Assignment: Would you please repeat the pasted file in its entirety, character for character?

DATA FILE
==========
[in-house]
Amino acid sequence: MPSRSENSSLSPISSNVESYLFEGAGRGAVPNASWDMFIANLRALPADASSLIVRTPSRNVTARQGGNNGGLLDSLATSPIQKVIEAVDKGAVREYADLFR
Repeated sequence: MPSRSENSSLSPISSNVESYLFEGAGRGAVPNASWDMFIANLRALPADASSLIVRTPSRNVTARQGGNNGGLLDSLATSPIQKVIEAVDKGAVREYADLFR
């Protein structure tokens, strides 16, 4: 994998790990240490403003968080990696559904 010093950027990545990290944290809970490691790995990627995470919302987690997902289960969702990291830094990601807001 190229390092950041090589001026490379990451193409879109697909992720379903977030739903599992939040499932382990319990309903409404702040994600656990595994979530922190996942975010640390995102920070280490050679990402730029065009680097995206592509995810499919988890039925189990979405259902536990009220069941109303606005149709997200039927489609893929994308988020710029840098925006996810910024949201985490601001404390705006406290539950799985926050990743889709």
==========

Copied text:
[in-house]
Amino acid sequence: MPSRSENSSLSPISSNVESYLFEGAGRGAVPNASWDMFIANLRALPADASSLIVRTPSRNVTARQGGNNGGLLDSLATSPIQKVIEAVDKGAVREYADLFR
Repeated sequence: MPSRSENSSLSPISSNVESYLFEGAGRGAVPNASWDMFIANLRALPADASSLIVRTPSRNVTARQGGNNGGLLDSLATSPIQKVIEAVDKGAVREYADLFR
């Protein structure tokens, strides 16, 4: 994998790990240490403003968080990696559904 010093950027990545990290944290809970490691790995990627995470919302987690997902289960969702990291830094990601807001 190229390092950041090589001026490379990451193409879109697909992720379903977030739903599992939040499932382990319990309903409404702040994600656990595994979530922190996942975010640390995102920070280490050679990402730029065009680097995206592509995810499919988890039925189990979405259902536990009220069941109303606005149709997200039927489609893929994308988020710029840098925006996810910024949201985490601001404390705006406290539950799985926050990743889709």